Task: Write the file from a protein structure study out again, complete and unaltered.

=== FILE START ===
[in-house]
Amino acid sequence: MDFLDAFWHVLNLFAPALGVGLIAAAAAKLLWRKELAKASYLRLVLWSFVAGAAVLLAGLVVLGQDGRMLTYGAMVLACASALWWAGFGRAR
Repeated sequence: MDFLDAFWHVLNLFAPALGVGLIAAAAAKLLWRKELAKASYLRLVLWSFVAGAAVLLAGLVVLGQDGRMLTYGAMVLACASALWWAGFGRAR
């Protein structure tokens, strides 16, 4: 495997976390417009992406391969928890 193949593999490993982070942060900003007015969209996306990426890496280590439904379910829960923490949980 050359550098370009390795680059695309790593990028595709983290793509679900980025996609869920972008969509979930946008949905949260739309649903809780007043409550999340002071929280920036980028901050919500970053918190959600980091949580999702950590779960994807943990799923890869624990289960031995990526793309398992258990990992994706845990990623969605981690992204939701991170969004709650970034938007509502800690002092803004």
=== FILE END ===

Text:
[in-house]
Amino acid sequence: MDFLDAFWHVLNLFAPALGVGLIAAAAAKLLWRKELAKASYLRLVLWSFVAGAAVLLAGLVVLGQDGRMLTYGAMVLACASALWWAGFGRAR
Repeated sequence: MDFLDAFWHVLNLFAPALGVGLIAAAAAKLLWRKELAKASYLRLVLWSFVAGAAVLLAGLVVLGQDGRMLTYGAMVLACASALWWAGFGRAR
């Protein structure tokens, strides 16, 4: 495997976390417009992406391969928890 193949593999490993982070942060900003007015969209996306990426890496280590439904379910829960923490949980 050359550098370009390795680059695309790593990028595709983290793509679900980025996609869920972008969509979930946008949905949260739309649903809780007043409550999340002071929280920036980028901050919500970053918190959600980091949580999702950590779960994807943990799923890869624990289960031995990526793309398992258990990992994706845990990623969605981690992204939701991170969004709650970034938007509502800690002092803004």